Day 85 - Goodbye Big Apple
I headed out of Manhattan via the George Washington Bridge into New Jersey,
and rode up US 9W along the Hudson River. The road stays out of cities, so
it's a pretty ride, the road lined with trees.
It's an odd transition from being a tourist to riding again. I'm happy to
be back on the bike and moving again. Away from the constant activity in the
city, I have time to think and relax. Manhattan is strange to me because no
one looks you in the eye. People who look directly at you usually want some-
thing, like a handout or a sale, and if you look back it's an opening for them
to approach you. So most people stay focused straight ahead, not looking at
anyone directly. It must be a major culture shock for New Yorkers to visit
the South, where people on the street are openly friendly.
I stopped at Nyack to check my maps and two different cars stopped to ask me
for directions. As I was nearing the campground, a van pulled up next to me
and asked if I knew where there was a gas station. These all seem odd to me
because I think I _look_ like I'm not from around here.
From Stoney Point I rode 5 miles west (uphill the whole way) to Beaver Pond
Campground in Harriman State Park. I had to walk my bike for about 20 feet in
a very steep part. This is not a fun way to finish a day on the bile. The
good point is that in the morning I start out with 5 miles of downhill. I
shouldn't have to pedal for the first 15 minutes.
A lot of cyclists use 9W for training. I was continually passing and being
passed by other cyclists.
In the campground I feel like I'm the only person who doesn't speak Spanish.
It's a very cosmopolitan place.
You hear about the rocky New England soil, but it really hits home when you
have to sleep on it. There wasn't a grassy spot on the campsite big enough
to set up a sleeping pad, much less a tent.
Today's Mileage: 43 Trip total: 2213
Day 86 - passing Poughkeepsie
The 5 mile downhill was a wonderful way to start the day. After that it was
constant up and down, because the road follows the Hudson River. The Hudson
is very wide, and I could see pleasure boaters any time the trees cleared
enough for me to see the river. Unfortunately, I could also see the factories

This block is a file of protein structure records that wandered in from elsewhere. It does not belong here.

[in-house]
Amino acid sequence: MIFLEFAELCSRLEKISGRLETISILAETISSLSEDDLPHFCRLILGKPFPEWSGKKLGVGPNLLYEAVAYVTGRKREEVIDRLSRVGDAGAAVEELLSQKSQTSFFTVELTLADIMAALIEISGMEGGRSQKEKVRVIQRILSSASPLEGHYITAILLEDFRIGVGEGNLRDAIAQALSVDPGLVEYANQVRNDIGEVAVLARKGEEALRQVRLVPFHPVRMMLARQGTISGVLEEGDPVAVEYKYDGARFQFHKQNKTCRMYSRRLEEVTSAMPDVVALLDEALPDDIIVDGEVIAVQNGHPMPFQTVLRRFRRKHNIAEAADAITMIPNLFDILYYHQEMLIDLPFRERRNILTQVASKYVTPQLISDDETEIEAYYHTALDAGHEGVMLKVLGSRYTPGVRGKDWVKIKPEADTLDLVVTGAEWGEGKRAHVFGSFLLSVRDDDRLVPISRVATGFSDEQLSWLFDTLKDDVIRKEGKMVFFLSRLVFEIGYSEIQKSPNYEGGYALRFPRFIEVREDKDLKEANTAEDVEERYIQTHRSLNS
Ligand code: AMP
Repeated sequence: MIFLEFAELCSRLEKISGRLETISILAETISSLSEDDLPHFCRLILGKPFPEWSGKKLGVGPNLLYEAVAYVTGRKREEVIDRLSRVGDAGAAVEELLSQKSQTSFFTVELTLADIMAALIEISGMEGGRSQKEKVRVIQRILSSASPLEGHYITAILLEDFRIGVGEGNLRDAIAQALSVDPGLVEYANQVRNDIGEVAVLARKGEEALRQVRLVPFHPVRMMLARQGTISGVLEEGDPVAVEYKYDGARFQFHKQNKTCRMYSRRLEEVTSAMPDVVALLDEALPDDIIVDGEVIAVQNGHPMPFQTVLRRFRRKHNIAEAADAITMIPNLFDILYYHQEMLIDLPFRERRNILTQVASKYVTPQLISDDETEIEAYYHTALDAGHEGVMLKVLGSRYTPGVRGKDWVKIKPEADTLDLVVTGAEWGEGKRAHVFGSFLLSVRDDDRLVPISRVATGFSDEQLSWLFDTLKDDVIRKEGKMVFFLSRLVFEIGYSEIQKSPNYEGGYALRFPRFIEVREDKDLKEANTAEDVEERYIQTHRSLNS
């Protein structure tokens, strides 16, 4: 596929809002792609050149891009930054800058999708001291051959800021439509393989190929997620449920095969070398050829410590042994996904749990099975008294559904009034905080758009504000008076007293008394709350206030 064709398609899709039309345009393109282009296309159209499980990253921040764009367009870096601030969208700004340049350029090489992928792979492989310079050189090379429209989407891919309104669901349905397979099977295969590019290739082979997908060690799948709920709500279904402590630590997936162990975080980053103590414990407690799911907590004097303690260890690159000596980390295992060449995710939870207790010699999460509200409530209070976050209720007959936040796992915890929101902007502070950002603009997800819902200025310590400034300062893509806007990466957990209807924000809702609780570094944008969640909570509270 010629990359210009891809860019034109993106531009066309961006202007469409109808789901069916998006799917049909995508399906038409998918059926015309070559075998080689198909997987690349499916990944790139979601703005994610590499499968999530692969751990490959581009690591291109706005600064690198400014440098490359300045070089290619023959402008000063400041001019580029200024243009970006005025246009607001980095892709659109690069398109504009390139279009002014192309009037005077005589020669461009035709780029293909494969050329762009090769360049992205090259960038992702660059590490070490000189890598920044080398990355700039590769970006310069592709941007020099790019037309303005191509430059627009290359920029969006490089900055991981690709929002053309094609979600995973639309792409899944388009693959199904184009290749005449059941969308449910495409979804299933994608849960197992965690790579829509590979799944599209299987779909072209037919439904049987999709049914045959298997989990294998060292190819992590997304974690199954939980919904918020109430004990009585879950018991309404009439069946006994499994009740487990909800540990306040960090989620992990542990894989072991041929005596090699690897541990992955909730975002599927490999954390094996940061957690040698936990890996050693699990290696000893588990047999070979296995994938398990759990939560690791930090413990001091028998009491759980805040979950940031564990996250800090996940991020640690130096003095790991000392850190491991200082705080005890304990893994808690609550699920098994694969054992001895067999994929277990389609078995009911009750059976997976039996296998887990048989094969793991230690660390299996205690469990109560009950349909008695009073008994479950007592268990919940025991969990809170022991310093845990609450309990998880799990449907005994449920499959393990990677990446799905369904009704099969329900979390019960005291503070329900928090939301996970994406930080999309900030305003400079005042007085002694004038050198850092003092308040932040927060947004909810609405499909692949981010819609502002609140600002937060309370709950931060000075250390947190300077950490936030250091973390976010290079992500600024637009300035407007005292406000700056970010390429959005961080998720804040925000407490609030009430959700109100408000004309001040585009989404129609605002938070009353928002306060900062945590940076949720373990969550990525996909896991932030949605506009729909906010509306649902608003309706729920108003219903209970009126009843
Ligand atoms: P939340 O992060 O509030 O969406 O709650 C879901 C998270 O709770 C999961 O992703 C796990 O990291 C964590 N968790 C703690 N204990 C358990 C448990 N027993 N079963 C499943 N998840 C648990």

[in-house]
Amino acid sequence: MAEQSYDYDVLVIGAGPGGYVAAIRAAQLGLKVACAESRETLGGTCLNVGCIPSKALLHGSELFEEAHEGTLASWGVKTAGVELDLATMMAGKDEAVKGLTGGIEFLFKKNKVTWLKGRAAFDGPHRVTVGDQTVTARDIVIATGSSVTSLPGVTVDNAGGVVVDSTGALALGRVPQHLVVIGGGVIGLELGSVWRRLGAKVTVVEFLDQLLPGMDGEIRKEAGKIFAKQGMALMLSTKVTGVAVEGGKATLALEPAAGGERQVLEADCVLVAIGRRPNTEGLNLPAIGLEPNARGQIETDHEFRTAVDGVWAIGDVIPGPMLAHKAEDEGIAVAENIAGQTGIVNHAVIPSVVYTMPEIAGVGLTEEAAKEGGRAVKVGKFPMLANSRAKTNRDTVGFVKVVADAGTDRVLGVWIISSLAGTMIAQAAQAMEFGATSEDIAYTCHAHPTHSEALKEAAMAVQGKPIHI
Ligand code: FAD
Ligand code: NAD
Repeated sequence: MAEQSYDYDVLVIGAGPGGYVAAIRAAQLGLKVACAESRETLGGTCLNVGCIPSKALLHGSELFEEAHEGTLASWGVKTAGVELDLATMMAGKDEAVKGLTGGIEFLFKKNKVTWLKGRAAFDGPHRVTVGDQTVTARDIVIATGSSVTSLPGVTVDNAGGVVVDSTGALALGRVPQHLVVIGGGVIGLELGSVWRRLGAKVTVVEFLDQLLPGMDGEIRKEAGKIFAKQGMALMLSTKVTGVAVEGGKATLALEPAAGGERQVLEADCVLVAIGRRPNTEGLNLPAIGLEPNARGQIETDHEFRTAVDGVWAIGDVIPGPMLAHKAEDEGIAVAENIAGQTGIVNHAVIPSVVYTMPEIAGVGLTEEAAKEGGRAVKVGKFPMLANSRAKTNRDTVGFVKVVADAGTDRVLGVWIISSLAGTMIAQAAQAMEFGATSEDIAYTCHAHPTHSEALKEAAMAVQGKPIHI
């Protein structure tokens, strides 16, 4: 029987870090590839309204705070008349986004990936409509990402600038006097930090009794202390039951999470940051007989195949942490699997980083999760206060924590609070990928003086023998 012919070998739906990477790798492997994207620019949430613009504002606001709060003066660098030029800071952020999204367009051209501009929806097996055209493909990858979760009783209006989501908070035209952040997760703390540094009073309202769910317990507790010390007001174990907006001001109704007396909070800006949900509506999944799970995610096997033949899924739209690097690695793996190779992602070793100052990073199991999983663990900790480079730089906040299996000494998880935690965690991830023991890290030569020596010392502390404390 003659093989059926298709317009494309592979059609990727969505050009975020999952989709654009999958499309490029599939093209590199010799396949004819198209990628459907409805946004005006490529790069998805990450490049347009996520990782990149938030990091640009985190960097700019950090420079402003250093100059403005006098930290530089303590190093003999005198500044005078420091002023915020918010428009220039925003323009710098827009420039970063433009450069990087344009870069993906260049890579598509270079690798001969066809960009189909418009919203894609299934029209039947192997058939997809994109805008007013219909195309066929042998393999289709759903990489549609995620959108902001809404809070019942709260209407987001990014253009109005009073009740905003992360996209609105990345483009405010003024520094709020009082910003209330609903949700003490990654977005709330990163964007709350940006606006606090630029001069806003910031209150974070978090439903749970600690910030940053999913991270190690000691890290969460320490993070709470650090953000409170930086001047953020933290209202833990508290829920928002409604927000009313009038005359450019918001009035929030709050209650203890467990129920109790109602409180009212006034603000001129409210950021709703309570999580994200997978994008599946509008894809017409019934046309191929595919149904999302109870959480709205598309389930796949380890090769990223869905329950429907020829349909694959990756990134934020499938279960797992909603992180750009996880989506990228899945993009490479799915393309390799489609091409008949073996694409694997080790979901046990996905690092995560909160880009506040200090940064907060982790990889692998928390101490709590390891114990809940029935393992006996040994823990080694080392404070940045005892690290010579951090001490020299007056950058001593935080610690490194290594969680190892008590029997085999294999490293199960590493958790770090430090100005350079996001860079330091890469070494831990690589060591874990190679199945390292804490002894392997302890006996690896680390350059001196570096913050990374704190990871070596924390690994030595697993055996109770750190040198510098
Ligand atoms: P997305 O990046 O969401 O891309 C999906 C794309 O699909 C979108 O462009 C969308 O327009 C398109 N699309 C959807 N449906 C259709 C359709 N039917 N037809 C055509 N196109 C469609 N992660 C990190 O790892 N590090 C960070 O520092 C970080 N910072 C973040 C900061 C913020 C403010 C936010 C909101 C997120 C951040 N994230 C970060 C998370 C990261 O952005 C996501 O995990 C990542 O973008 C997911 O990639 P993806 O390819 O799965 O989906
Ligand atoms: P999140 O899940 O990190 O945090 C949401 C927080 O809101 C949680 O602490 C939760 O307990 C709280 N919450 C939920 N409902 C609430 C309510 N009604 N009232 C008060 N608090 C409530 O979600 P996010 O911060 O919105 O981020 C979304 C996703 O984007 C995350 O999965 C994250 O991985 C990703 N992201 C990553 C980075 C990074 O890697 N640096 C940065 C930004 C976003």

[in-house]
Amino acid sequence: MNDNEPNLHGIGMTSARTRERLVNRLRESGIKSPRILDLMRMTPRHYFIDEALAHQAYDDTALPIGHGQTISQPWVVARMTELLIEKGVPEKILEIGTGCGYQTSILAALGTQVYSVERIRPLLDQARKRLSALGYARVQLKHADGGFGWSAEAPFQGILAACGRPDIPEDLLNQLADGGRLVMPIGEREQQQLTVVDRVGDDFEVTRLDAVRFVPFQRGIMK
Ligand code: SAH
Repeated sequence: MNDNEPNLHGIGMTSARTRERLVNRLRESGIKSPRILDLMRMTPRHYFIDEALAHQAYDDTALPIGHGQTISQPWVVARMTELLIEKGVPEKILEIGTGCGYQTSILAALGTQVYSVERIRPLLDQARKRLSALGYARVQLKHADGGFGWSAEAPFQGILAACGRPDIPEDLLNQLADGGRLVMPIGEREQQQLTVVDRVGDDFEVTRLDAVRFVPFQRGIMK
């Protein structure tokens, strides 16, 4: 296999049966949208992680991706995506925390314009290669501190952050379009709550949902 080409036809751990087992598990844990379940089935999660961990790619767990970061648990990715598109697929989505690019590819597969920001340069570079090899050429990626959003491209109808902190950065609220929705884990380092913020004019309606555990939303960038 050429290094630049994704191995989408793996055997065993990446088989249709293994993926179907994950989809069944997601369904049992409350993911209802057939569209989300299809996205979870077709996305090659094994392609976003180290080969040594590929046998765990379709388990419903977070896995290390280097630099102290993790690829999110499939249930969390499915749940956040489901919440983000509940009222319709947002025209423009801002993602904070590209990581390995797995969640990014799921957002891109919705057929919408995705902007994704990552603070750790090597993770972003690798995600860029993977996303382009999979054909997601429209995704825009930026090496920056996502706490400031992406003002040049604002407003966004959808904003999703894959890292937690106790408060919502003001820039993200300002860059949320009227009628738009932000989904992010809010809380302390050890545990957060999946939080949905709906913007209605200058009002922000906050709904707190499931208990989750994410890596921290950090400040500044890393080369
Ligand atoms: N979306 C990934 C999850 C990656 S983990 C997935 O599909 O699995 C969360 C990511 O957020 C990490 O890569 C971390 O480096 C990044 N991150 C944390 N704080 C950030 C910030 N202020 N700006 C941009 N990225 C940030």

on the opposite bank, but they thinned out after a few miles.
The most unusual place I passed through was West Point - the military academy.
I didn't realize it was around here. It seemed more like a military base than
a college, and I was too busy fighting the hills to look around much.
Getting to Poughkeepsie, I had to cross a long bridge over the Hudson. No
problem, except that the work crew had locked an equipment box in the middle
of the path. It would be no trouble to pass if my bike didn't weigh more than
100 pounds. I had to lift the front, then the back, and then rock the bike
over without letting it fall or crush the fenders. I made it, but I decided
I need to lighten the bike or do some weight lifting!
I don't think I passed through the nicest section of Poughkeepsie. I had a
terrible time finding my way because all the street signs were missing. It
seems they were stolen. After that it was a nice ride to the campground.
(Margaret L. Norrie State Park)
Today's mileage: 62. Trip total: 2275.
Although I complain about the hills, this is very pretty country. It is
hilly and full of trees, and there are frequent breaks in the trees to allow
scenic views of the Hudson.
There are frequent convenience store/deli combinations around here. Most of
them even have bagels - my preferred breakfast and snack - so I'm not stuck
eating junk food.
Day 87 - rain and hills
This morning I woke to a light rain - just enough to get everything wet
before I could pack it away. The rain continued all day, and the temperature
stayed around 60 degrees. This is pretty good riding weather, if you don't
mind getting a little bit wet.
No one ever came to collect the fees for camping last night, so I camped for
free. I felt a little bit guilty, because I kept coming up with excuses
every time I saw a state park maintenance truck.
I passed through Rhinebeck, NY, and very near to the Omega Institute.
Rhinebeck seems like a nice small town, with clean streets and well maintained